Friday, January 29, 2016

Never Gonna

Me & my mom, back in the day.
Dear Moms everywhere,

I don't care how old you are. I am willing to bet that at one point in your life, possibly when you were a teenager, you uttered the angst-filled cry of the repressed:
I swear, I'm never going to be like my mother.
But here's the thing. It doesn't matter if you make that declaration. It doesn't matter if you actively parent in the complete opposite way that your mother raised you. Eventually, some day, you turn into your mother. And it's all your kids' fault.

When your kids are in grade school, you might be the kind of mom whose kids ask her to come on the field trips because they love to hang out with you. You might be the mom of the kids who want you to come to the school and eat lunch with them—not even asking you to bring fast food, but to just chill with a cafeteria tray. Maybe even in third or fourth grade, you might be the kind of mom that causes other kids to tell your kids "dude, your mom is so cool!"

This passes.

Because, eventually, your kids get older and then they know everything. Yeah, I wish I knew as much as I did back when I was a teenager. And this is a normal part of life, so you're going to be okay with it. You might tell your kids to rein that in at certain times, and that's okay too. Your heart will break wide open at times, because you want for them, you hurt for them or you are so happy you want to grab them and toss them up in the air like you did when they were toddlers. Yes, you're still the parent. Sometimes now, just the parent.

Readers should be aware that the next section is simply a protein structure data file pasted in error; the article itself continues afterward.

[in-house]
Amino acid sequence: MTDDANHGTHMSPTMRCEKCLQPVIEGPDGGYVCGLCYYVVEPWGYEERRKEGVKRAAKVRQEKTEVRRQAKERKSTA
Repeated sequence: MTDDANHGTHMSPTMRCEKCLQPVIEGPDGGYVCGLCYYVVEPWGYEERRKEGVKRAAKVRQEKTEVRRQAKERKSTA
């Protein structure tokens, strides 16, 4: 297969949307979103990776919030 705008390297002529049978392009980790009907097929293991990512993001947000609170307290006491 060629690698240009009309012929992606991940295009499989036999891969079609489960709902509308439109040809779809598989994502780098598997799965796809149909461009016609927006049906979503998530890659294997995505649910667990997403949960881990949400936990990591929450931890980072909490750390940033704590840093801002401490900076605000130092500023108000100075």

And you hold on. Because in between all those days when they're angry, hormonal and impossible, there are days when they want to flop down on the couch next to you, as close as they can get, and tuck their head onto your shoulder. Or when they look down from the stage and you see relief—was that almost a smile!?—wash over their face before they proceed to ignore you again.

She forgives me.
I remember it from the other side. And I remember that it was just as hard for me when I was going through it. Pushing hard, trying to break somebody because you feel broken. Your pieces are still floating and have yet to connect into a whole. And it sucks. But they'll get through it like I did.

Because this is part of it. And it's harder than potty training or teething. But this too, shall pass. And someday they'll grow up just like I did, calling my mom to apologize for being such an ass when I was younger.

1 comment:

  1. Speaking as a former teenager who knew everything, I love this. And at least you can look forward to that stage when they are adults and you can go out for a drink with your kids.